Alex Ferrari 3:18
Ricky Martin, Jennifer Lopez Enrique Iglesias. Yes. Yeah.

Eva Longoria 3:21
Livin La vida loca was, you know, the hit song at the time. And they were like, Oh, my God, if you're Latina, you're gonna like clean up here in Hollywood. They're looking for Latinas. And I was like, Oh, okay. And I just live on one day to the next set. Okay, I think I'm gonna be an actor, just like that. But it was because I had my bachelor's degree that I was like, I can get a job anywhere. It's not like I'm going to be a starving actor, I can go get a job. So I had a lot of confidence that I would be okay. But still not knowing, you know, the industry or anything. I had $23 in my bank account.

Alex Ferrari 3:52
Now in you decided that, you know, you just like I heard somewhere that you just called up your parents is like, I'm staying. I'm not I'm not going. I'm not flying back.

Eva Longoria 4:00
I didn't even fly back. That's when I moved. I didn't even fly back to go, Okay, let me prepare for this move. No, I just, I came here for three days. And on the third day, I said, I think I'm going to stay. And my mom and my mom was like, Okay, you're going to do what I said, I think I'm gonna be an actor. I mean, I don't know what that means. But I think I'm going to, I'm going to just stay a little longer, see what happens. And my mom said that, well, you know, at least you can get a job, you have your degree, and I said, Yeah, I'm gonna go get a job. And, you know, went got a job and then became a background actor, and, you know, atmosphere actor for a couple years cuz I was like, let me let me be on a set. I don't even I've never been on a set. Maybe I should figure that out.

Alex Ferrari 4:41
Right, right. Now, did you did you feel because I mean, everything seems very serendipitous that you've just this story you've told me did you feel like there was some force something guiding you during this process?

Eva Longoria 4:54
It's so funny. You say that. I always say that. I was like, I don't know what it was. But there was something just that felt right every step of the way, like they were like I said, I'm going to stay. I wasn't scared. I didn't know anybody. I didn't have a place to live. I didn't have money and I was like, I'll be okay. I maybe it's naive, you know? naive.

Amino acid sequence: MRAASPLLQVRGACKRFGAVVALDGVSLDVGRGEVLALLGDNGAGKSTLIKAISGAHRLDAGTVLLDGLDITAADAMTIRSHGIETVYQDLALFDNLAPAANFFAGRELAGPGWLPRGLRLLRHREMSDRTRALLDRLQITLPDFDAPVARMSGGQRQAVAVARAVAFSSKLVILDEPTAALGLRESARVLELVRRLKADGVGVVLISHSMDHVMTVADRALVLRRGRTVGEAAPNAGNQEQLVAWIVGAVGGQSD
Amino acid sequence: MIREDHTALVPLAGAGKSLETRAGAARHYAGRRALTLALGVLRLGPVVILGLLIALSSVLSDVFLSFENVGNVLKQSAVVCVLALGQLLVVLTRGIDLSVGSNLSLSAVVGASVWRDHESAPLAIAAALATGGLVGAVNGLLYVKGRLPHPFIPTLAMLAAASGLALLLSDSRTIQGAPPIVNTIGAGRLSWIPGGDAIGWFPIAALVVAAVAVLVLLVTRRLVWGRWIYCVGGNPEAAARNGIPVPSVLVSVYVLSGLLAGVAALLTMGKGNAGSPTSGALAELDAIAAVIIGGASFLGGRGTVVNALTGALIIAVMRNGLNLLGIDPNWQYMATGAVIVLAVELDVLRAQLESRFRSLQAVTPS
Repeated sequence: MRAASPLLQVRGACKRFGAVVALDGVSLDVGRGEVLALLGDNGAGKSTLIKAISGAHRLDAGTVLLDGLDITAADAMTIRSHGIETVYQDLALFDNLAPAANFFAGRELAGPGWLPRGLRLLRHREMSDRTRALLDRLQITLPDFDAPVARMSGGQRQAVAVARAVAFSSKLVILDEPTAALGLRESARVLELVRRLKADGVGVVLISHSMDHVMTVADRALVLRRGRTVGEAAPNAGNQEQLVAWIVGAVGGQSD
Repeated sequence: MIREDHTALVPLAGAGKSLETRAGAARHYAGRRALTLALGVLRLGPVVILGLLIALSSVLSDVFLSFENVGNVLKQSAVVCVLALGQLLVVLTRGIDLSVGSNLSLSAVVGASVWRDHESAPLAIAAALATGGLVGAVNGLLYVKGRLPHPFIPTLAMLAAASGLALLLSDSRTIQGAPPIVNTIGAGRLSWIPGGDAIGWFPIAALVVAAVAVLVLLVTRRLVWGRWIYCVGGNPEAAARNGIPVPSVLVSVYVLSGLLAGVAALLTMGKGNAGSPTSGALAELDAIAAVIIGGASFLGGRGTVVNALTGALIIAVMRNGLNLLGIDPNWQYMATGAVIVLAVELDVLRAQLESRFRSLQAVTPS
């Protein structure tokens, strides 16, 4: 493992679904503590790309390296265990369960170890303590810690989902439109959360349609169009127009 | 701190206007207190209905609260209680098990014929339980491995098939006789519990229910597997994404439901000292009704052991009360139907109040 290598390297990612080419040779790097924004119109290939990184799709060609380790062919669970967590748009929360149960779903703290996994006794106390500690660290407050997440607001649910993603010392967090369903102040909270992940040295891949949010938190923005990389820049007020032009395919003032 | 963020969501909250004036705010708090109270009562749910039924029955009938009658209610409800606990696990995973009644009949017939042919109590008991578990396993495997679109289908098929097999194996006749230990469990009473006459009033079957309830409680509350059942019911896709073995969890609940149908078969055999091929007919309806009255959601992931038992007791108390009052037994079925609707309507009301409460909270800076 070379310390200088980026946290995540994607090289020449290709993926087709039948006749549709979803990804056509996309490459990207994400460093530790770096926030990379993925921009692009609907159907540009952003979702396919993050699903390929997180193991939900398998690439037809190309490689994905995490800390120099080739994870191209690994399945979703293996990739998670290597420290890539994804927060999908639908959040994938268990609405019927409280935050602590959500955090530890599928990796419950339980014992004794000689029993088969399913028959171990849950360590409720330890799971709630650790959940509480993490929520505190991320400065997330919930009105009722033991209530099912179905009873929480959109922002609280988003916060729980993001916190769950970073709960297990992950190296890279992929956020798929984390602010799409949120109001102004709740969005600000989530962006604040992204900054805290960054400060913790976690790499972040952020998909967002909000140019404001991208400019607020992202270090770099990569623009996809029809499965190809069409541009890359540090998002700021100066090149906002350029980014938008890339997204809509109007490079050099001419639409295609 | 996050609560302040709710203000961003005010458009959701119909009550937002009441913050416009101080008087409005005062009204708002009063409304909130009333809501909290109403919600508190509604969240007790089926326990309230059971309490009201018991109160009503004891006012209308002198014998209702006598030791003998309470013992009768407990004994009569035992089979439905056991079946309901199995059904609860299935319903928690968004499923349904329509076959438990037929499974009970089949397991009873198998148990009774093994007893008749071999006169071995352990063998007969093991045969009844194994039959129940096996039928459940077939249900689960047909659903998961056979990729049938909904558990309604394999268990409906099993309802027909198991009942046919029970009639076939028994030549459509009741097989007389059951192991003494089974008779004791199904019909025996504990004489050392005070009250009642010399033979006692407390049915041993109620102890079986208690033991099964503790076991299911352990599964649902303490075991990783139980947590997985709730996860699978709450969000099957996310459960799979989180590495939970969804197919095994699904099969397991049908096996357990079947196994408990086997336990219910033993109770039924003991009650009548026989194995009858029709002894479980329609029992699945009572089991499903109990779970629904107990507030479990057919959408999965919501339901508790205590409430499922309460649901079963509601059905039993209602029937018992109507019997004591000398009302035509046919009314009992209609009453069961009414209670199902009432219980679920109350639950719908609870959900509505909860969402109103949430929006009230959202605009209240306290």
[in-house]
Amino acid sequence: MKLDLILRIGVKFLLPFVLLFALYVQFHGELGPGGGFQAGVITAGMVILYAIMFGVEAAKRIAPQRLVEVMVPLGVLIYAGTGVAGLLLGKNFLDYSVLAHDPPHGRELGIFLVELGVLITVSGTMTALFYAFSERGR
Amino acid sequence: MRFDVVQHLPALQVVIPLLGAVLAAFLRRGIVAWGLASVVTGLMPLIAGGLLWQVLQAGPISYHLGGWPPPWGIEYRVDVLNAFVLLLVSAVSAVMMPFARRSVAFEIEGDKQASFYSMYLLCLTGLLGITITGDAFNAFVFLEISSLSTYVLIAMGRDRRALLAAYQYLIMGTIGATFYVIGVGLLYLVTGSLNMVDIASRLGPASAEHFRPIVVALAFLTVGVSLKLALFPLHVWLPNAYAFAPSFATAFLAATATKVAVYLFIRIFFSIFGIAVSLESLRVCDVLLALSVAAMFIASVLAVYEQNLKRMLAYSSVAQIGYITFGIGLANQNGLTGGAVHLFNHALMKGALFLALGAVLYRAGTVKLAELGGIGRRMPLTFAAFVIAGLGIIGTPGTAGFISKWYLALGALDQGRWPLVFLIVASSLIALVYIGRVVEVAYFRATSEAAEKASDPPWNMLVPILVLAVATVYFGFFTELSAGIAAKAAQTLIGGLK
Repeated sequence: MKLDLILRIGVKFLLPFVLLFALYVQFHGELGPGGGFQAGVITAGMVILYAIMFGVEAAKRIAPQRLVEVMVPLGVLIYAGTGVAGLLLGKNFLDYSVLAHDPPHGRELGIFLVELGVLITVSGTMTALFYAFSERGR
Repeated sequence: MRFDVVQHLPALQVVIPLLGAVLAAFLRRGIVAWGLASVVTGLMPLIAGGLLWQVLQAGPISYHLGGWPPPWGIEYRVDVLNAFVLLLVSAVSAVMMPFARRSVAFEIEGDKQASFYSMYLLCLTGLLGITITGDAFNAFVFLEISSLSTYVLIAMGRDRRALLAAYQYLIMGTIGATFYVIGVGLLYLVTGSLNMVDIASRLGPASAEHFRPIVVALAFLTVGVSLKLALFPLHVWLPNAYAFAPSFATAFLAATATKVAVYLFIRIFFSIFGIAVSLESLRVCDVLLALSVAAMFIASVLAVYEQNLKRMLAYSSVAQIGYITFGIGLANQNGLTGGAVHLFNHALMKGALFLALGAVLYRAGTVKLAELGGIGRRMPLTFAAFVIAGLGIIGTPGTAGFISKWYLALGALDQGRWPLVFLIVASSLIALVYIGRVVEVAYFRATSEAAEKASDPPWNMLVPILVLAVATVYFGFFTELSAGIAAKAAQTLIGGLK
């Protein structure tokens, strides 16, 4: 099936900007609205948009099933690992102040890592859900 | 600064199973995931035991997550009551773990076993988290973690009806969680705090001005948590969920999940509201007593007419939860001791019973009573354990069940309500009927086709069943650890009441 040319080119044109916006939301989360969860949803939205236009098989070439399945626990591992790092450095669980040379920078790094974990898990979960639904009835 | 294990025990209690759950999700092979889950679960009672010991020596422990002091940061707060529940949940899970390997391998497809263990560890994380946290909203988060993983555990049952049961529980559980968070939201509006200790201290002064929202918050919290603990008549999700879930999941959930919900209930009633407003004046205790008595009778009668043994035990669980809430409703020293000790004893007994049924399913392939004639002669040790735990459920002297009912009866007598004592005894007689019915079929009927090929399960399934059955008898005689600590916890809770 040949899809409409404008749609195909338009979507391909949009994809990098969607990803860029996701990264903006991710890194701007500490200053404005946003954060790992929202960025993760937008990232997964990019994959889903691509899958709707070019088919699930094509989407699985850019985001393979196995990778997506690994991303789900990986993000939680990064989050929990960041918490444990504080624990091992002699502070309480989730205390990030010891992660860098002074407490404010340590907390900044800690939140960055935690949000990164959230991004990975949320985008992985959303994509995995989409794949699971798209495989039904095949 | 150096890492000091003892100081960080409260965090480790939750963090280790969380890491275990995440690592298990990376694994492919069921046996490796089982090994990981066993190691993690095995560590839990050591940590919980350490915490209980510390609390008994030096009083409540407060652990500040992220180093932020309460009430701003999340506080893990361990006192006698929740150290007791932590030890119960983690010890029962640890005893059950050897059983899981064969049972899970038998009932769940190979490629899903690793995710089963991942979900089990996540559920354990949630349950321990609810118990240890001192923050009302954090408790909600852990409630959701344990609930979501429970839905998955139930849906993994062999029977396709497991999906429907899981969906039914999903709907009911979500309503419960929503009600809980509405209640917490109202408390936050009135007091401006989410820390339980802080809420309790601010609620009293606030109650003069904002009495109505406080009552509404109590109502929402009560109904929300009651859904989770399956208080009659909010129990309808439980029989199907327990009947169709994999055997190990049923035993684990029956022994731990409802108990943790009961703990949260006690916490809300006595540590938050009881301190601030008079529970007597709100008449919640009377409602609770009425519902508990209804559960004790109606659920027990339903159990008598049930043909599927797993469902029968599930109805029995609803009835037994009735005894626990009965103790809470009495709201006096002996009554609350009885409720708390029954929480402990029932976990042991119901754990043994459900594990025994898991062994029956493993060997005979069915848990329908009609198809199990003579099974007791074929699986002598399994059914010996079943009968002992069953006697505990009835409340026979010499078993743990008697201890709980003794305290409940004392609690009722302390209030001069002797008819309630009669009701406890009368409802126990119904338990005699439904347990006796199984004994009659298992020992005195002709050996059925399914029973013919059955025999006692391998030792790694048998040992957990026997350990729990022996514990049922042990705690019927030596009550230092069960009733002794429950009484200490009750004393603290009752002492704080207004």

Alex Ferrari 5:17
It's youth

Eva Longoria 5:18
It's bliss like if I knew the dangers

Alex Ferrari 5:23
Right, exactly. No, it's like so any any actress is living listening right now. Please don't do what Eva did. Don't just

Eva Longoria 5:30
Don't do it. No, I had like five roommates in a one bedroom of people who like hey, come live with us. I go okay. Like not knowing them. I was like, I could have been murdered. I mean, you know what I mean? Like if

Alex Ferrari 5:40
Something was something was guiding and protecting you during this process, because the story that you just told me it's ends and Dateline.

Eva Longoria 5:51
Well, that in like, there's no recipe for success in Hollywood. So let's say you do exactly what I did. Yeah, he wouldn't get the same result. It doesn't work that way.

Alex Ferrari 6:01
No, it's different timing different place different everything. I mean, you hit that the right point, right time, but like you were saying, it took you a little while before you started getting some jobs. How did you keep going? Like, just I mean, I'm assuming like, I always treat that when I'm ever I'm casting for a movie. I'm always treat. I treat actors with such respect, because it's so hard, and going out on auditions and getting beat up and, and people just walking in and like, Oh, you're to this or you're to that, and it's just so it's so rough. How did you keep going when there was no real signs that this was the right path for you.

Eva Longoria 6:34